Eyewitness accounts and videos corroborate claims that an extensive drone assault targeted six Russian regions in the early hours of Wednesday. This incident marked the most significant drone attack on Russian territory since the commencement of Moscow's war of aggression in Ukraine 18 months ago.
The drones struck an airport situated in the western Pskov region, resulting in a substantial fire, as reported by local media and the regional governor. Reports from the Defense Ministry indicated that additional drones were intercepted over the areas of Oryol, Bryansk, Ryazan, Kaluga, and the Moscow region encompassing the Russian capital.
According to preliminary data from russian public sources, 5 aircraft were damaged in Pskov as a result of a nighttime UAV attack— Maria Drutska 🇺🇦 (@maria_drutska) August 30, 2023
In addition to the four IL-76s reported earlier, a Tu-22 (a model not specified) was also damaged. A fueling complex was also destroyed by a drone… pic.twitter.com/GWb58joU9I
The airport strike in Pskov occurred just before midnight and impacted the airport in the region's eponymous capital, causing damage to four Il-76 transport aircraft. According to the Russian state news agency Tass, as cited by emergency officials, Pskov's regional Governor Mikhail Vedernikov promptly suspended all flights to and from the airport on Wednesday to assess the extent of the damage during daylight hours. Internet users were quick to point out that recent satellite photos of Pskov show as many as 22 transport aircraft, mostly of the Il-76 style, on the tarmac in Pskov. While these photos are a few days old at the time of the strikes, it highlights a logistical buildup in the Pskov region, which lies just across the border from NATO member Estonia.
22 airframes spotted using Sentinel Hub EO Browser. Source: Twitter/X
Images and videos circulating on social media depicted smoke billowing over Pskov city and a significant blaze at the scene. A government official claimed that no casualties were reported, and the fire had been contained. Other unverified reports speculated that around 10 to 20 drones might have participated in the airport attack.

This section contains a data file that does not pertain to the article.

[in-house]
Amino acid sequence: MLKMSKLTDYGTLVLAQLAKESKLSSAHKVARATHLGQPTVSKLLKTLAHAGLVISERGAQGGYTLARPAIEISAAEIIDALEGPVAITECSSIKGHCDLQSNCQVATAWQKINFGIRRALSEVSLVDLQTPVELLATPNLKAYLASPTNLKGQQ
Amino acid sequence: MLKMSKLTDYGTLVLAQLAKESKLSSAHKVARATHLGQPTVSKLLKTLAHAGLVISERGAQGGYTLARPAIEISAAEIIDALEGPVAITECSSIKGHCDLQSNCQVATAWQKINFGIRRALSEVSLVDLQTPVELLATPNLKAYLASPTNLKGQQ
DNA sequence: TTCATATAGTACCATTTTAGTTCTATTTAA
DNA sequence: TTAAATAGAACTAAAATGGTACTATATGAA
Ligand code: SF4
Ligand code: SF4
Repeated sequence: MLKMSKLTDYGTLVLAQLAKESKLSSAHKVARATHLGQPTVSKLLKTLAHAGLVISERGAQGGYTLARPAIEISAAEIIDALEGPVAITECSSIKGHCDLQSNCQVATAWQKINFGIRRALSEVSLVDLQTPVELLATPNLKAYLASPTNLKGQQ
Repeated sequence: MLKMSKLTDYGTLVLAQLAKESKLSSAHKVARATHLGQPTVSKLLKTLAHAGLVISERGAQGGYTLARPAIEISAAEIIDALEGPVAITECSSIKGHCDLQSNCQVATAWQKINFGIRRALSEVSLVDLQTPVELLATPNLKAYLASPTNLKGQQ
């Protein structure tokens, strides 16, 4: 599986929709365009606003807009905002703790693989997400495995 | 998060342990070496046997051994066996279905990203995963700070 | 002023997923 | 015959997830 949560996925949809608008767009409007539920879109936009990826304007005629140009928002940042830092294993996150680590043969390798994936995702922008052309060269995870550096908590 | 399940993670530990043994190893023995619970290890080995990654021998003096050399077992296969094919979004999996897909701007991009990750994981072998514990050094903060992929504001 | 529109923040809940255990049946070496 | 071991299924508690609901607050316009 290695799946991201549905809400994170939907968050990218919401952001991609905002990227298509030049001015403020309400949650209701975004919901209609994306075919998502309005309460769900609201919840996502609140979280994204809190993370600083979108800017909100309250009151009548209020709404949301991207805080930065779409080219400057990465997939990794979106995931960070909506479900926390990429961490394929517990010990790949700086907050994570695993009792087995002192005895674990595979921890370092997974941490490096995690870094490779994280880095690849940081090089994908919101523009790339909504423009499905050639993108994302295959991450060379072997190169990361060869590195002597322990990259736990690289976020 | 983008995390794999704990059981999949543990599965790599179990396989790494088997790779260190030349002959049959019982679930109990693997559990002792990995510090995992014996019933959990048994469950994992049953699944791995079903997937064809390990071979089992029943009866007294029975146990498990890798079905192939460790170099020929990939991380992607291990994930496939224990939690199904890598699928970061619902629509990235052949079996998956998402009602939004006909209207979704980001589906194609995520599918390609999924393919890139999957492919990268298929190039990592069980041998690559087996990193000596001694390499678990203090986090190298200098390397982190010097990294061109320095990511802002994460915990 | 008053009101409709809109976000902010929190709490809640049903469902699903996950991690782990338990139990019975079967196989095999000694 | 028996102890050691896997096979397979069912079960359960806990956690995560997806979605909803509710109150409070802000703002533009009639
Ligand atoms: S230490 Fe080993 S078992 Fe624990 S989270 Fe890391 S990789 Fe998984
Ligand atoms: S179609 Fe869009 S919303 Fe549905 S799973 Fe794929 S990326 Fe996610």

Pskov was the sole region where damage was confirmed. Russian military sources reported drones over the Bryansk region, Oryol, Ryazan, Kaluga and Moscow regions. Authorities reported no casualties or damages in these areas, although some residents in the Bryansk region claimed to have heard a loud explosion.
Ukrainian officials refrained from confirming any role in the strikes, maintaining their consistent stance of non-involvement in attacks on Russian soil.
In another development early Wednesday, officials appointed by Russia in the annexed Crimea reported repelling a drone assault targeting the harbor of Sevastopol, a port city. Previously, Russia has accused Ukraine's ally, Canada, of supplying parts for both propulsion and guidance of the Ukrainian maritime drone fleet. The Moscow-appointed Governor of Sevastopol, Mikhail Razvozzhayev, stated that the extent of drone destruction remained unclear, and any potential damages were yet to be assessed.
Swarming drone attacks on both Crimea and Russian territories have become increasingly frequent in recent months, with Moscow and regions bordering Ukraine bearing the brunt of such attacks. Locations like Bryansk have experienced strikes on fuel depots and airfields, which Russian authorities have attributed to Kyiv.
The Oryol and Kaluga regions share borders with Bryansk, while the Moscow region lies atop Kaluga. In contrast, Pskov, positioned approximately 700 kilometers (434 miles) north of the Russian-Ukrainian border, near Estonia and Latvia, was considered an unlikely target by Russian media and military analysts on Wednesday morning.
The Pro-Russia fifth column commentators on social media have expressed a belief that attacks must have originated within NATO territory in Estonia, citing as their sole evidence, the 600km flight path across Belarus which the Pskov drone-bombs would have to have taken.
So uhh… was Russia just struck from NATO territory or?— PropaGandalf 🌾 (@xghostnotesx) August 30, 2023
Was it the "Beaver"?
The "Bober" (Ukrainian: Бобер, derived from 'Beaver') stands as a distinctive variant of a Ukrainian long-range loitering munition, commonly referred to as a suicide drone or drone-bomb. In December 2022, the Telegram channel "Lachen Pyshe" initiated a public fundraising campaign named "Hovor Khell," with the objective of developing a domestic unmanned aerial vehicle for Ukraine's Main Directorate of Intelligence (HUR).
In May 2023, the channel unveiled photographs, confirming the drone's existence and its active utilization in inflicting losses upon Russian forces amid the ongoing Russo-Ukrainian War. Notably, on May 30, the drone played a pivotal role in executing a series of drone strikes in the outskirts of Moscow. This particular drone boasts an operational range estimated to fall between 600 and 1,000 kilometers, housing a KZ-6 shaped charge as its warhead.
Meanwhile, in Ukraine, reports emerged of explosions in various areas, including the southern city of Odesa, the Cherkasy region, and Kyiv. Vitali Klitschko, the Mayor of Kyiv, confirmed that debris fell in two districts of the capital, although he did not specify whether the debris originated from a missile, drone, or both.